Exercise Intensity: Part 1 – Target Heart Rate

With any exercise program, especially cardiovascular exercise, it is important to monitor your exercise intensity level to ascertain whether it is challenging enough to achieve your fitness goals.  Exercise too hard and you risk injury, overtraining or sabotaging your efforts.  Exercise at a less than optimal level and your body isn’t challenged and won’t bring about the desired changes.  Some ways to gauge the intensity level of exercise include monitoring heart rate, rate of perceived exertion or a talk test.

It is recommended that your target heart rate when exercising should be between 60% – 80% of your maximum heart rate. There are several formulas available to determine your maximum heart rate.  Many heart rate calculators can also be found online and will do the calculation for you.  The most basic, yet archaic, way to determine your maximum heart rate is to take 220 less your age.  The Karvonen Formula, however, is another heart rate calculation method available.  It is similar to the original formula but also takes into consideration resting heart rate.  The Karvonen formula better predicts your target heart rate.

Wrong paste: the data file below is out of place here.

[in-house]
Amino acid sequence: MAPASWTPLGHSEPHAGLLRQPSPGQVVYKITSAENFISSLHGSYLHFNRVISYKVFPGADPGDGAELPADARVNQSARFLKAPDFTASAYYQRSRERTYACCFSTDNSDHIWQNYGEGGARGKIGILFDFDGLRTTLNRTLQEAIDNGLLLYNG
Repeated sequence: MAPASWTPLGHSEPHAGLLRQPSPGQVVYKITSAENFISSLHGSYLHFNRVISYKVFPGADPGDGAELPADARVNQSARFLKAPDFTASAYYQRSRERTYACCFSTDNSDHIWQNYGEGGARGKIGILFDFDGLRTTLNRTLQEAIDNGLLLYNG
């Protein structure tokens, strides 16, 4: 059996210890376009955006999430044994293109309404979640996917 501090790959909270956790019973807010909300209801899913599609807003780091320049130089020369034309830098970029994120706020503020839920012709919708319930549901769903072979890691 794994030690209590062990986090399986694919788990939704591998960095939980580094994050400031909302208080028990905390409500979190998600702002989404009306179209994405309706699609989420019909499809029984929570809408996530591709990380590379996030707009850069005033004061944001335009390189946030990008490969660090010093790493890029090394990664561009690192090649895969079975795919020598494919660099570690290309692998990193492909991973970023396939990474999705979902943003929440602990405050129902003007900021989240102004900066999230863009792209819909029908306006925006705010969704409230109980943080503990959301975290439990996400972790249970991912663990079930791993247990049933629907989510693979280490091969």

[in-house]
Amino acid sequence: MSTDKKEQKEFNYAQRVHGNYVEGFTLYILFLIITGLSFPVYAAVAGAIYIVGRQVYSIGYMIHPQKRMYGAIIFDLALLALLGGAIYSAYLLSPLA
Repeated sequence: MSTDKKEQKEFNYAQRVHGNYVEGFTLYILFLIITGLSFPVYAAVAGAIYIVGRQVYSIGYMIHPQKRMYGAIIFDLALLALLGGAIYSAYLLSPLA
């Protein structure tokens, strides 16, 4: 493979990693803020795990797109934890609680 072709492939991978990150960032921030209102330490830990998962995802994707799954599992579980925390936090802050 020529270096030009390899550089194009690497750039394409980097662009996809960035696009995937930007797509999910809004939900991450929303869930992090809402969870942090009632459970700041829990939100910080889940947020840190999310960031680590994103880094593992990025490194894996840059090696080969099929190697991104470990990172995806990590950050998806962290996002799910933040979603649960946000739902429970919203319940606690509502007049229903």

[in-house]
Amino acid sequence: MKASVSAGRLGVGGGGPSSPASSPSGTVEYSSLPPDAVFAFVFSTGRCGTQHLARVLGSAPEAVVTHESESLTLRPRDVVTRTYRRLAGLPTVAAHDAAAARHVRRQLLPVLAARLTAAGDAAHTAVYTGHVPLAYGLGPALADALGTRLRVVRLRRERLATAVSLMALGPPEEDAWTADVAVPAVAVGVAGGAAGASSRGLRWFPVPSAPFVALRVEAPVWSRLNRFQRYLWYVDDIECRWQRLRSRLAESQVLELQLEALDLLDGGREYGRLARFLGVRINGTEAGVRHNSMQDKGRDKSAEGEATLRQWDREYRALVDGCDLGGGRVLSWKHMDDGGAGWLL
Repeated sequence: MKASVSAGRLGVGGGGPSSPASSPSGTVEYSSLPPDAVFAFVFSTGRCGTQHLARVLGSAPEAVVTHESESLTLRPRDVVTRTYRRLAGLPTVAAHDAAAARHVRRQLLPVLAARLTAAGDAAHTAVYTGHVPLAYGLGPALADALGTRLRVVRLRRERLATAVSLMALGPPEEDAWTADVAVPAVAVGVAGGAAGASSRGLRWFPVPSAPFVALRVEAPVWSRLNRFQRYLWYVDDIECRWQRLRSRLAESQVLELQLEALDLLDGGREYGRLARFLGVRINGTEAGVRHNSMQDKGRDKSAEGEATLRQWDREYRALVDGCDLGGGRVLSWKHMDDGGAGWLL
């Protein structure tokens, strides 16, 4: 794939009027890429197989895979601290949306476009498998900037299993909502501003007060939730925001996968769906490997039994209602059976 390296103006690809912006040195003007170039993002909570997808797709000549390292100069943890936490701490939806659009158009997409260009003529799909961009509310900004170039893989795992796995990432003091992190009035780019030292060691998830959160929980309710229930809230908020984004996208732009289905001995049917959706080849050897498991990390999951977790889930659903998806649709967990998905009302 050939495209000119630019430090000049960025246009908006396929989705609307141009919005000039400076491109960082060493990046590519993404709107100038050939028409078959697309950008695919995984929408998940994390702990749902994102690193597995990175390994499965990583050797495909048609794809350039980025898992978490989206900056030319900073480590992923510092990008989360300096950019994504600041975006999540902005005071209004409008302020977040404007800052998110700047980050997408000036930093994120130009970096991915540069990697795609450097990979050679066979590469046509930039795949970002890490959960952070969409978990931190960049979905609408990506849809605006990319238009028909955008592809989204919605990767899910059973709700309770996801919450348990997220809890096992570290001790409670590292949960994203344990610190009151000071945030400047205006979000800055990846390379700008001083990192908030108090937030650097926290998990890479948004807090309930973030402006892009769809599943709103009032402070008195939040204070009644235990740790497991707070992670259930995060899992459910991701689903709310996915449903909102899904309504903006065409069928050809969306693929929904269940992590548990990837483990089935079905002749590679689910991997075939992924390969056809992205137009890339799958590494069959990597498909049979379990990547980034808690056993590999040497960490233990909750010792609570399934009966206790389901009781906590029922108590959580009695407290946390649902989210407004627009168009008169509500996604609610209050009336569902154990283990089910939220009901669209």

Just recently, however, researchers at Northwestern Medicine in Chicago announced a new formula to calculate heart rate for women.  The new formula has caused much controversy and debate and begs the question whether any of these formulas are reliable or accurate.  Rather than get bogged down by the controversy and debate, it is helpful to remember that the formulas were initially created to be a gauge, and should be used as a general guideline. 

If you want to determine your heart rate with accuracy, the best way would be to test it using maximal or sub-maximal stress tests.  These tests however can be inconvenient and in some cases should only be performed under medical supervision, especially if you are new to exercise.

As with most other advice, you are your best advocate.  Nobody knows you better than yourself.  Formulas were created based on a control group of individuals that were meant to represent the greater population.  However, no two individuals are alike; therefore it is always best to determine what works for you.

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  1. Aerobic Exercise in Your Fitness Program

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